Western blot research: A BlotCycler™ Application Note
Since 1966, the Fédération Internationale de Football Association (FIFA) has used WADA doping controls to ensure a fair competition prior and during the FIFA World Cup tournaments.
In 2014, FIFA implemented an important anti-doping program for the World Cup competition.
From March through June, before the 2014 World Cup finals, out-of-competition (OOC) anti-doping tests were organized to collect blood and urine samples from individual players from the 32 qualified countries. More than 750 OOC samples were collected.
This collection was the first step to implement the new strategy in football, the Athlete Biological Passport (ABP).
Then, during the 64 matches played in Brazil, another 300 blood and urine samples were collected In Competition (IC).
The purpose was to perform biological monitoring through analysis of blood and urine before and during the FIFA World Cup.
All qualified players from the 32 teams participating in the World Cup were tested out-of-competition.
During the 2014 World Cup, 2–8 players per match were tested.
In total, over 1000 samples were collected and analyzed in the WADA accredited Laboratory of Lausanne, Switzerland.
BlotCycler™ automated Western Blot Device Application:
Among the many other tests that were performed on the blood and urine samples, ESAs were tested in serum samples subjected to affinity purification with EPO Purification Kit (MAIIA Diagnostics) using the Western blot.
Samples were passed to 10% in buffer (20 mM Tris pH 7.5, 0.1 MNaCl, 0.1% Tween 20 and 0.02% NaN3).
The diluted serums were passed through Millex GVfilters (0.22μm), purified by immunoaffinity and eluated with 50μL Desorption (low pH) buffer.
Then, pH-neutralisation was performed by addition of 5μL adjustment buffer (0.1 M Bis-Tris pH 7.0, 0.1 M NaCl,10 mM glycine, 0.1% Tween 20 and 0.02% NaN3).
SARCOSYL-PAGE Western blot technique was performed as previously described by Reichel, et al.with minor modifications.
BlotCycler™ technology was used for incubations (blocking and antibodies) and washing steps at 4°C.
The quality of the analyses was at the required level as described in the WADA technical documents.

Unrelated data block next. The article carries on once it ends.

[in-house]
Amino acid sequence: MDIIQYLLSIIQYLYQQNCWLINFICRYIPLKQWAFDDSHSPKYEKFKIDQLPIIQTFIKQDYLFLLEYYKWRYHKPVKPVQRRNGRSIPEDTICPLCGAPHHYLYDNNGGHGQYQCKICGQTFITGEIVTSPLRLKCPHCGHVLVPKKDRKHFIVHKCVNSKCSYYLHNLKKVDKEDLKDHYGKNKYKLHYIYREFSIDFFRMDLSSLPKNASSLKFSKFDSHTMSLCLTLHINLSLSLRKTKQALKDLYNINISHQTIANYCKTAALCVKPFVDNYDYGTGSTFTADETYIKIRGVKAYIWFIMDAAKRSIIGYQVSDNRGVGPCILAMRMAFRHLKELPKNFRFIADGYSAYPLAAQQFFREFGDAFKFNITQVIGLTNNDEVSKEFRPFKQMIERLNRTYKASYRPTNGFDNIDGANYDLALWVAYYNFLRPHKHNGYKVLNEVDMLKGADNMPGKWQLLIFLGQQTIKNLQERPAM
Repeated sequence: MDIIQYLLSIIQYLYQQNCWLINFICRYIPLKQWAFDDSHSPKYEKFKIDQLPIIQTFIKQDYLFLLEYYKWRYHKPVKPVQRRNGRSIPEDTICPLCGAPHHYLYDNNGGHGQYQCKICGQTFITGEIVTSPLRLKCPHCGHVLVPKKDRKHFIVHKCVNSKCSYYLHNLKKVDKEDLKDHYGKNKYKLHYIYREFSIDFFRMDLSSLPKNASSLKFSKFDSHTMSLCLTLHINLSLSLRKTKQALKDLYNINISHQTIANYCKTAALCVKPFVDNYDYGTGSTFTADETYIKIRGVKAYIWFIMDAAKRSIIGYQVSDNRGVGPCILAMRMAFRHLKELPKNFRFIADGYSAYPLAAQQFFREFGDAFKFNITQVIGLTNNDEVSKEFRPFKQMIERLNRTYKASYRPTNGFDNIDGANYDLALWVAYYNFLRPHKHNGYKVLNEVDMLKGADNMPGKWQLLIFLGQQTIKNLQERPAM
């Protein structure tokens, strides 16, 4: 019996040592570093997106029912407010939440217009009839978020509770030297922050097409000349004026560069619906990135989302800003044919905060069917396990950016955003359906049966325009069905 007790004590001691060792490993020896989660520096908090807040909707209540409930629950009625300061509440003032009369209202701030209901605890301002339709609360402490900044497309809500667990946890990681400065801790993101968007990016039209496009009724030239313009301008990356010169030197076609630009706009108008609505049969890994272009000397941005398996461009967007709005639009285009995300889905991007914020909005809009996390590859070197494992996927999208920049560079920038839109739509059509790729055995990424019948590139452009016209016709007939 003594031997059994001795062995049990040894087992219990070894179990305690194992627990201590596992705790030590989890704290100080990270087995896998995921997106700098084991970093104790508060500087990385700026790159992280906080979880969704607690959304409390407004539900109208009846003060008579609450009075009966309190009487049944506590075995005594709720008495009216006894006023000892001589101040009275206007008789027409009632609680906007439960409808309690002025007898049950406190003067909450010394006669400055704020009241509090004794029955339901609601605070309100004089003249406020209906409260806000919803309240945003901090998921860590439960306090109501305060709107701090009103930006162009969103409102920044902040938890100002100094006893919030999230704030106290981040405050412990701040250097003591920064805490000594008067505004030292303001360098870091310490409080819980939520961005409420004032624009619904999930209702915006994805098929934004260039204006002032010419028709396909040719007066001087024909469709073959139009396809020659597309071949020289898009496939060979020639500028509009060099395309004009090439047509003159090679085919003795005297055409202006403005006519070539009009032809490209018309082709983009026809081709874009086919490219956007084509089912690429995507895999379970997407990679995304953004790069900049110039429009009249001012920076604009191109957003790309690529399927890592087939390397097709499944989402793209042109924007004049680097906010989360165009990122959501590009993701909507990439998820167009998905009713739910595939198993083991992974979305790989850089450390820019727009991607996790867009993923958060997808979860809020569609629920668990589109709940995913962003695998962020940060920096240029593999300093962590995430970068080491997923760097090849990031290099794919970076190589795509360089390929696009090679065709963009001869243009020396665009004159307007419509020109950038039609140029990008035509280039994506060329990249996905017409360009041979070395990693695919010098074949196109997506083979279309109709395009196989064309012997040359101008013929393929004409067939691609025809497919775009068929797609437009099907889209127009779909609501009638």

The urinary steroid profiles of the players were stable and consistent with previously published papers on
During the competition, amphetamine was detected in a sample collected on a player who had a therapeutic use exemption for attention deficit hyperactivity disorder. The blood passport data showed no significant difference in hemoglobin values between out-of-competition and post-match samples.
Logistical issues linked to biological samples collection, and the overseas shipment during the World Cup did not impair the quality of the analyses, especially when used as the biological passport of football players.
“it is important to note that the fact that all samples were analyzed in the same laboratory with the same analytical procedure favored the stability of the ABP profiles. Even if the robustness and reliability of steroid profile quantification is insured by WADA from among all the accredited laboratories, it is a well-known fact that variability increases when several methods and techniques are used.”
The two main lessons learned from the FIFA World Cup 2014 were:
First, that meticulous organization of anti-doping tests on the field and well-controlled shipments of samples to the laboratory by the anti-doping authority does not compromise the samples. This allows the accredited laboratory to provide valid results.
And second, no differences were observed between out-of-competition and post-competition hematological values.